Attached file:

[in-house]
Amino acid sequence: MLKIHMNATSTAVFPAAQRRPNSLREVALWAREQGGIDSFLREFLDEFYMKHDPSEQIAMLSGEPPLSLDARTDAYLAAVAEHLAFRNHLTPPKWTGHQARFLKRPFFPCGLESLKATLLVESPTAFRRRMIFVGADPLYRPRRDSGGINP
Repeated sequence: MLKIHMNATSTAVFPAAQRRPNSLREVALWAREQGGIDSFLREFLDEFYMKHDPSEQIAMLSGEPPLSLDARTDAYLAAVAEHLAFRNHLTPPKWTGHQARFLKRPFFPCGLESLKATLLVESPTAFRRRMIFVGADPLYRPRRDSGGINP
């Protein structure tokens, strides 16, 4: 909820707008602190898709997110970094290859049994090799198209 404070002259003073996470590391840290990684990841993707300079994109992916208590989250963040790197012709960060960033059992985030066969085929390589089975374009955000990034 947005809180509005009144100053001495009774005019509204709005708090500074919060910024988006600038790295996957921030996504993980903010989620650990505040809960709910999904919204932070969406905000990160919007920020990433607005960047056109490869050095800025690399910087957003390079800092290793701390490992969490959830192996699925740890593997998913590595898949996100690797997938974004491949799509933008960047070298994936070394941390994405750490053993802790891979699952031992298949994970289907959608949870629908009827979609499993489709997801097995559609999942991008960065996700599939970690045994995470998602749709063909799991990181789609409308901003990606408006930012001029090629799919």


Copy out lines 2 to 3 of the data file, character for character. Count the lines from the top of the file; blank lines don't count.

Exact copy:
Amino acid sequence: MLKIHMNATSTAVFPAAQRRPNSLREVALWAREQGGIDSFLREFLDEFYMKHDPSEQIAMLSGEPPLSLDARTDAYLAAVAEHLAFRNHLTPPKWTGHQARFLKRPFFPCGLESLKATLLVESPTAFRRRMIFVGADPLYRPRRDSGGINP
Repeated sequence: MLKIHMNATSTAVFPAAQRRPNSLREVALWAREQGGIDSFLREFLDEFYMKHDPSEQIAMLSGEPPLSLDARTDAYLAAVAEHLAFRNHLTPPKWTGHQARFLKRPFFPCGLESLKATLLVESPTAFRRRMIFVGADPLYRPRRDSGGINP